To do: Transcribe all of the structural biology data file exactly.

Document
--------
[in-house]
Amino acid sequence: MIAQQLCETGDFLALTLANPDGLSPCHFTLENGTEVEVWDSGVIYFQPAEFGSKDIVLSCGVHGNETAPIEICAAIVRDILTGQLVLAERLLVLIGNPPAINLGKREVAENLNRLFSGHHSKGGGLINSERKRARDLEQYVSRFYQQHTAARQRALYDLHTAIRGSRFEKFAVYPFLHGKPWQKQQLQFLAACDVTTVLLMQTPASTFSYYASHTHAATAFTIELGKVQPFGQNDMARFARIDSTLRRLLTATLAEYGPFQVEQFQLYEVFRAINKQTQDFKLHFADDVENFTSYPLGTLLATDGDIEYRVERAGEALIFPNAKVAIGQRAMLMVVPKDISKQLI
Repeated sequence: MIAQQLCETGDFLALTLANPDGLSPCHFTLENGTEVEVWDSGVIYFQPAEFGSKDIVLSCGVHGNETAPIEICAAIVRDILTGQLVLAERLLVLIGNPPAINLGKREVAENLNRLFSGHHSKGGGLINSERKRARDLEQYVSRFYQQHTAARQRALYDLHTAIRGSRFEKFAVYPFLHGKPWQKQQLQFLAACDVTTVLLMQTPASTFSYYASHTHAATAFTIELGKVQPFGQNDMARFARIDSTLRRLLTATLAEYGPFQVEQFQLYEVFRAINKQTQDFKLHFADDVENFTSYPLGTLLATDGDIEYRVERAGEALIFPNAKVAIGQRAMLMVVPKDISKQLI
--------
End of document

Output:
[in-house]
Amino acid sequence: MIAQQLCETGDFLALTLANPDGLSPCHFTLENGTEVEVWDSGVIYFQPAEFGSKDIVLSCGVHGNETAPIEICAAIVRDILTGQLVLAERLLVLIGNPPAINLGKREVAENLNRLFSGHHSKGGGLINSERKRARDLEQYVSRFYQQHTAARQRALYDLHTAIRGSRFEKFAVYPFLHGKPWQKQQLQFLAACDVTTVLLMQTPASTFSYYASHTHAATAFTIELGKVQPFGQNDMARFARIDSTLRRLLTATLAEYGPFQVEQFQLYEVFRAINKQTQDFKLHFADDVENFTSYPLGTLLATDGDIEYRVERAGEALIFPNAKVAIGQRAMLMVVPKDISKQLI
Repeated sequence: MIAQQLCETGDFLALTLANPDGLSPCHFTLENGTEVEVWDSGVIYFQPAEFGSKDIVLSCGVHGNETAPIEICAAIVRDILTGQLVLAERLLVLIGNPPAINLGKREVAENLNRLFSGHHSKGGGLINSERKRARDLEQYVSRFYQQHTAARQRALYDLHTAIRGSRFEKFAVYPFLHGKPWQKQQLQFLAACDVTTVLLMQTPASTFSYYASHTHAATAFTIELGKVQPFGQNDMARFARIDSTLRRLLTATLAEYGPFQVEQFQLYEVFRAINKQTQDFKLHFADDVENFTSYPLGTLLATDGDIEYRVERAGEALIFPNAKVAIGQRAMLMVVPKDISKQLI